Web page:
Cross and Angelo (1993) describe seven characteristics of CATs:
- Learner-centered: CATs focus the primary attention of instructors and students on observing and improving learning rather than instruction. To improve learning it may be necessary to focus on student behaviors and how students learn rather than instructor behaviors and practices. If the goal is for students to become life-long learners, then they must learn to take responsibility for their own instruction.
- Instructor-directed : CATs respect the autonomy, academic freedom, and professional judgment of instructors by placing the responsibility for assessment with them. It is the instructor who decides what to assess, how to assess, how to respond to the results, and with whom to share the results.
- Mutually beneficial: CATs benefit students by promoting their active participation in the instructional process. By participating in assessment, they reinforce their grasp of course content and strengthen their own self-assessment skills. Instructors sharpen their teaching skills by continually asking themselves: a. "What are the essential skills and knowledge I am trying to teach?" b. "How can I find out whether students are learning the essential skills and knowledge?" c. "How can I help students learn better?"
- Formative : Because the purpose is to improve learning, rather than evaluate students or instructors, all feedback should be anonymous and ungraded.
- Context-specific : CATs are designed to respond to the particular needs and characteristics of the instructors, students, and disciplines to which they are applied. Because each technique is context specific, each has particular uses and contexts for which it is best suited and what works well in one context may not work at all in another. It is important, therefore, that instructors carefully choose a CAT well suited to their instructional context.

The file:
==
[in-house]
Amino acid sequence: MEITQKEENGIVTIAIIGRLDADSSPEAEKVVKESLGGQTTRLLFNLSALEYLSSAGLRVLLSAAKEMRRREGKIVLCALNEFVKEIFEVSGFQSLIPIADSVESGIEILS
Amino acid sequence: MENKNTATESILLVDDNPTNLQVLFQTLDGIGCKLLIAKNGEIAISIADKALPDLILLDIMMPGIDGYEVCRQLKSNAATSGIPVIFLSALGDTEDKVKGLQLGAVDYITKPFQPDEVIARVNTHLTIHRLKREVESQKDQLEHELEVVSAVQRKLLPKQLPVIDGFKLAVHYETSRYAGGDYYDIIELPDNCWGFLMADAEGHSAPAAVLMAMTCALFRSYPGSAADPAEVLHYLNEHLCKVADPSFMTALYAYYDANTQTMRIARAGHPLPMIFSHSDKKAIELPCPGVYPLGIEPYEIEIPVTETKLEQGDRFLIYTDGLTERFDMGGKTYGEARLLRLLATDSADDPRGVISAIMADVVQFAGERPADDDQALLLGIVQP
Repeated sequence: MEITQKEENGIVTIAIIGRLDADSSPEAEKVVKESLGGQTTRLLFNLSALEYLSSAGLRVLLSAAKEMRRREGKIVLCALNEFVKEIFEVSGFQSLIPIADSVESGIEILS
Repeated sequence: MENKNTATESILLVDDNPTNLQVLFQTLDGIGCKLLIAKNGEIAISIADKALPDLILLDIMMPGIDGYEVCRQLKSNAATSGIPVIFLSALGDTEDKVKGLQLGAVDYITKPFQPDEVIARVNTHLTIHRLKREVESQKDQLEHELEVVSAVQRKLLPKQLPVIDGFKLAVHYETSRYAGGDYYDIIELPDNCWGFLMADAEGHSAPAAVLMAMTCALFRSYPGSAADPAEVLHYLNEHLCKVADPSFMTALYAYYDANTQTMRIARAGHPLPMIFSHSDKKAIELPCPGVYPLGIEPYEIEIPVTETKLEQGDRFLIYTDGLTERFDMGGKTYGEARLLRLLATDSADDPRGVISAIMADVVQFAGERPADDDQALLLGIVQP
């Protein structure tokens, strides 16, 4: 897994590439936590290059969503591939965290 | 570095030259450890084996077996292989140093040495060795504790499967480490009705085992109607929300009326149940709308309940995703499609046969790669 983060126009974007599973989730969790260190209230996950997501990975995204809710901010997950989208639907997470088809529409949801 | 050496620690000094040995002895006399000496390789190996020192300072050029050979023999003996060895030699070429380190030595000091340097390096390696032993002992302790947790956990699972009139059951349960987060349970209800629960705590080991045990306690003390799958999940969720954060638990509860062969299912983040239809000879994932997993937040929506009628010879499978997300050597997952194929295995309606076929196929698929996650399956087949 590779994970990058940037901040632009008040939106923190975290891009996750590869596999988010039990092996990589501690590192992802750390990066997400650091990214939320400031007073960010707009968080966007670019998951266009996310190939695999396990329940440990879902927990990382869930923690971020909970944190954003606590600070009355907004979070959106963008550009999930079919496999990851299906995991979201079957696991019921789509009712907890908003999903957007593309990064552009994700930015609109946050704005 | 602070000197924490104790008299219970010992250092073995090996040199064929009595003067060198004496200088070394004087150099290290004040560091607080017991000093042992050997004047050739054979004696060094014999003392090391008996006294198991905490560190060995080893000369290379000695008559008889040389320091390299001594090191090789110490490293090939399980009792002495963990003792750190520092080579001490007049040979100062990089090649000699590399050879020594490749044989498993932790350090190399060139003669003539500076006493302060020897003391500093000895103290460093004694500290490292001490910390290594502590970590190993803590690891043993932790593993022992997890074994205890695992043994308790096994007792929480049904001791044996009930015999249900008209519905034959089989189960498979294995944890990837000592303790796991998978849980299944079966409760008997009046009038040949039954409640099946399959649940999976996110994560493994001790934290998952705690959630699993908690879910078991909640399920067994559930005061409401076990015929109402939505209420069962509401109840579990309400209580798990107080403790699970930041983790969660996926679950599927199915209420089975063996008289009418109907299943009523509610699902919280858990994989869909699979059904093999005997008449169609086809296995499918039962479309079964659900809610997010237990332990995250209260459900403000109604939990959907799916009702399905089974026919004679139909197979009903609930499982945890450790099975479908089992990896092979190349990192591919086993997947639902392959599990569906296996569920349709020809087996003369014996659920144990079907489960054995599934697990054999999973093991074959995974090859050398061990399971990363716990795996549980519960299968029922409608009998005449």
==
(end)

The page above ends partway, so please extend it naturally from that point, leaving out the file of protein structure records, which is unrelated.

- Ongoing: Instructional assessment is an ongoing process, and CATs are well suited to providing regular feedback about student learning. Ideally, CATs (and other assessment methods) should be seamlessly integrated into regular classroom activity.
- Based on instructional best practices: CATs build on existing best practices by making the assessment of student learning more systematic, flexible and regular. Assessing student knowledge prior to instruction helps instructors tailor class activities to student needs. Assessment during a presentation helps instructors ensure that students are learning the content satisfactorily. Using CATs immediately after instruction helps to reinforce the material taught and uncover any misunderstanding of the content before it becomes a significant barrier to progress.
Angelo, T.A. and K.P. Cross. (1993). Classroom Assessment Techniques: A Handbook for College Teachers, 2nd ed. San Francisco: Jossey- Bass.